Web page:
In Cook, we pointed out that while a Practice Book rule is not a statute, "the rules of statutory construction, however, are clearly applicable." State v. Cook, 183 Conn. 520, 521, 441 A.2d 41 (1981).
In the present case, the "evident design of the lawgiver"; State v. Pastet, supra; whether the right here was based on constitutional or statutory grounds or on the rules of court, was obviously to protect the defendant as well as to foster the broad interest of society in the finality of such proceedings. See State v. Ballard, 66 Ohio St.2d 473, 478, 423 N.E.2d 115 (1981). We have already indicated that the constitutional rights of the defendant were amply protected when he chose a trial to the court. The defendant's rights are not protected only by adhering to a predetermined ritualistic form of making the record. "Matters of reality, and not mere ritual, should be controlling." McCarthy v. United States, 394 U.S. 459, 467-68 n. 20, 89 S.Ct. 1166, 22 L.Ed.2d 418 (1969), quoting Kennedy v. United States, 397 F.2d 16, 17 (6th Cir. 1968); see Arizona v. Jackson, 14 Ariz. App. 594, 595, 485 P.2d 583 (1971); Silverberg v. Warden, 7 Md. App. 657, 660, 256 A.2d 821 (1969); State v. Ballard, supra, 480.
The narrowness of our opinion can be emphasized by distinguishing this case from State v. Anonymous (1980-8), 36 Conn. Sup. 551, 421 A.2d 867 (1980). There, the court noted that the record did not indicate "that the [trial] court at any time advised the defendant of his right to a jury trial." (Emphasis added.) Id., 554. In fact, the defendant actually made a motion for a jury trial which was denied by the trial court as being untimely. Here, conversely, the defendant was fully informed of his right to a jury trial at the hearing of July 11, 1980, and was told by the court that he could have a jury trial "at any time you want . . . ."
Under the unique circumstances of this case, where the defendant validly waived his constitutional right to a jury trial, we hold that the failure of the court to follow the verbatim requirements of General Statutes 54-82b and Practice Book 839, does not amount to reversible error.
I concur in the result. I cannot, however, join the majority because when a statute or Practice Book rule is mandatory, it is clearly error for a court not to comply with it. General Statutes 54-82b (b) provides, in relevant part: "In criminal proceedings the judge shall advise the accused of his right to trial by jury at the time he is put to plea and, if the accused does not then claim a jury, his right thereto shall be deemed waived. . . ." (Emphasis added.) Practice Book 839 provides, in relevant part: "If at the time he is put to plea, [the defendant] elects a trial by the court, the judicial authority shall advise the defendant of his right to a trial by jury." (Emphasis added.)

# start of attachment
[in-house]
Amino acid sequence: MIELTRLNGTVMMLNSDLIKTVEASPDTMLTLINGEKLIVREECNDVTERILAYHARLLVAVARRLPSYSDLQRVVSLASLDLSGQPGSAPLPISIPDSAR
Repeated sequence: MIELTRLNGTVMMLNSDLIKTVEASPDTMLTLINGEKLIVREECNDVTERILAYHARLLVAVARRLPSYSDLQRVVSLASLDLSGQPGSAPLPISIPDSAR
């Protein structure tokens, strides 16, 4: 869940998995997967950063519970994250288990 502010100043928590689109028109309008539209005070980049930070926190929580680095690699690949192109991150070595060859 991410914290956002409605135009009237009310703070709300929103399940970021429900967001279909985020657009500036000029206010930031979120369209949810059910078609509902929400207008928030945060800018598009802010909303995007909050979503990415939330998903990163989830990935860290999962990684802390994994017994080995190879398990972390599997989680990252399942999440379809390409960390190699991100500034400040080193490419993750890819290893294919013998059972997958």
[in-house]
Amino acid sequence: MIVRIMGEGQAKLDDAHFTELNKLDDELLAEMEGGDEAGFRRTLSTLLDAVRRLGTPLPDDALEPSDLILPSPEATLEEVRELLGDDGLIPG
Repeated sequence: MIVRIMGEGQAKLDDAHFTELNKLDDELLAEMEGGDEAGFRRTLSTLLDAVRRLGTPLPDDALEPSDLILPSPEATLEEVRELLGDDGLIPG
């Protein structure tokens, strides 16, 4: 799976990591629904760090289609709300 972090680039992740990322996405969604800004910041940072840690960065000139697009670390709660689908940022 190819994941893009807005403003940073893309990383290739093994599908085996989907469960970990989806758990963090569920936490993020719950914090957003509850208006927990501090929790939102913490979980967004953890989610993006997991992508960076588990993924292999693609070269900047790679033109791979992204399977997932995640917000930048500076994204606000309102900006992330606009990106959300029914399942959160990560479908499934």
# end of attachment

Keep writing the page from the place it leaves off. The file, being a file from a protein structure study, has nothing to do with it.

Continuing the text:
It is axiomatic that "penal statutes and rules of criminal procedure are to be strictly construed to protect the fundamental constitutional right to liberty." State v. Cook, 183 Conn. 520, 522, 441 A.2d 41 (1981). When construing statutes, words are to be given their ordinary meaning. General Statutes 1-1. "Unless the text indicates otherwise, the word `shall' must be assumed to have been used with full awareness of its ordinary meaning. Graham v. Zimmerman, 181 Conn. 367, 371, 435 A.2d 996 (1980)." State v. Cook, supra; see also Shulman v. Zoning Board of Appeals, 154 Conn. 426, 428-29, 226 A.2d 380 (1967). These rules of construction apply both to statutes and to the rules of practice. State v. Cook, supra.
Practice Book 839 is particularly applicable to the facts of this case. As mentioned above, that section states that if "at the time he is put to plea, [the defendant] elects a trial by the court, the judicial authority shall advise the defendant of his right to a trial by jury." The rule describes exactly the situation confronting the trial court on July 14, 1980. The defendant was put to plea on two new counts, and he elected a trial to the court. The trial court, however, did not follow the mandate of the Practice Book and of General Statutes 54-82b (b) at the time of taking the pleas, because it did not inform the defendant of any rights at that time. On that day, only the court clerk addressed the defendant concerning his election of either a court or a jury trial. Because the trial court ignored the clear mandate of General Statutes 54-82b (b) and Practice Book 839, it committed error. Any attempt by this court to rationalize such clear error threatens to abrogate the meaning of the word "shall" in both the statute and the rule.
The error committed here, however, does not require that we order a new trial. The majority opinion demonstrates that the trial court addressed the defendant in detail at the July 11, 1980 plea hearing, and received answers from him which clearly indicate that his choice of a court trial and waiver of a jury trial were knowingly and intelligently made. Under the unusual circumstances of this case, I agree that we should not find reversible error.